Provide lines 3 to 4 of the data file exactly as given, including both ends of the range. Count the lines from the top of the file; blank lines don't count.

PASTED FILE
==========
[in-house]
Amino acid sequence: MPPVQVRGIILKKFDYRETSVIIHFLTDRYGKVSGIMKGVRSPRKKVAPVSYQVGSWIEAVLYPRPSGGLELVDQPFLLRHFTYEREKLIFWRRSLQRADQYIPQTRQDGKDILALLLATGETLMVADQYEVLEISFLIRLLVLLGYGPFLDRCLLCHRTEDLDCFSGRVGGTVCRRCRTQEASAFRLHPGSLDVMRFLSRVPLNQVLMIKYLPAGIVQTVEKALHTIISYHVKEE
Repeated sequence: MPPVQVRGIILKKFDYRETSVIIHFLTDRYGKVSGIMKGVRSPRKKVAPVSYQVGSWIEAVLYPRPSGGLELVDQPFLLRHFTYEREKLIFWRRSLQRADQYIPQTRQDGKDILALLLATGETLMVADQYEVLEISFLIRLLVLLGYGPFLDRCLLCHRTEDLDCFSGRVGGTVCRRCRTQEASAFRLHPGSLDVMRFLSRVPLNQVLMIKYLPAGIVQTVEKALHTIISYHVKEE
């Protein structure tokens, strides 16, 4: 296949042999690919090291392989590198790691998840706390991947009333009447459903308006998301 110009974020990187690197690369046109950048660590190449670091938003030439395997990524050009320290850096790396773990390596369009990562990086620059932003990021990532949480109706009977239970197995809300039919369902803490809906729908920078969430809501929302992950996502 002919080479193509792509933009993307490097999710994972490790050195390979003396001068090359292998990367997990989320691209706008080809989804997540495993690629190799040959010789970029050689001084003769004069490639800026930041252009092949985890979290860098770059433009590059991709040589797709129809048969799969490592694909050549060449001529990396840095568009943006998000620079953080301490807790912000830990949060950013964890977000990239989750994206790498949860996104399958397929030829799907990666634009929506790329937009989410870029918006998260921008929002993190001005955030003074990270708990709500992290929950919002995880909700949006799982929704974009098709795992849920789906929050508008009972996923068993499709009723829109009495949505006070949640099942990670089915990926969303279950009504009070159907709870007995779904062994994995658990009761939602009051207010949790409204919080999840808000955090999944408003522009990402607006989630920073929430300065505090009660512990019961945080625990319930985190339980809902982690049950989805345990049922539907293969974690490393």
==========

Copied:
Repeated sequence: MPPVQVRGIILKKFDYRETSVIIHFLTDRYGKVSGIMKGVRSPRKKVAPVSYQVGSWIEAVLYPRPSGGLELVDQPFLLRHFTYEREKLIFWRRSLQRADQYIPQTRQDGKDILALLLATGETLMVADQYEVLEISFLIRLLVLLGYGPFLDRCLLCHRTEDLDCFSGRVGGTVCRRCRTQEASAFRLHPGSLDVMRFLSRVPLNQVLMIKYLPAGIVQTVEKALHTIISYHVKEE
């Protein structure tokens, strides 16, 4: 296949042999690919090291392989590198790691998840706390991947009333009447459903308006998301 110009974020990187690197690369046109950048660590190449670091938003030439395997990524050009320290850096790396773990390596369009990562990086620059932003990021990532949480109706009977239970197995809300039919369902803490809906729908920078969430809501929302992950996502 002919080479193509792509933009993307490097999710994972490790050195390979003396001068090359292998990367997990989320691209706008080809989804997540495993690629190799040959010789970029050689001084003769004069490639800026930041252009092949985890979290860098770059433009590059991709040589797709129809048969799969490592694909050549060449001529990396840095568009943006998000620079953080301490807790912000830990949060950013964890977000990239989750994206790498949860996104399958397929030829799907990666634009929506790329937009989410870029918006998260921008929002993190001005955030003074990270708990709500992290929950919002995880909700949006799982929704974009098709795992849920789906929050508008009972996923068993499709009723829109009495949505006070949640099942990670089915990926969303279950009504009070159907709870007995779904062994994995658990009761939602009051207010949790409204919080999840808000955090999944408003522009990402607006989630920073929430300065505090009660512990019961945080625990319930985190339980809902982690049950989805345990049922539907293969974690490393």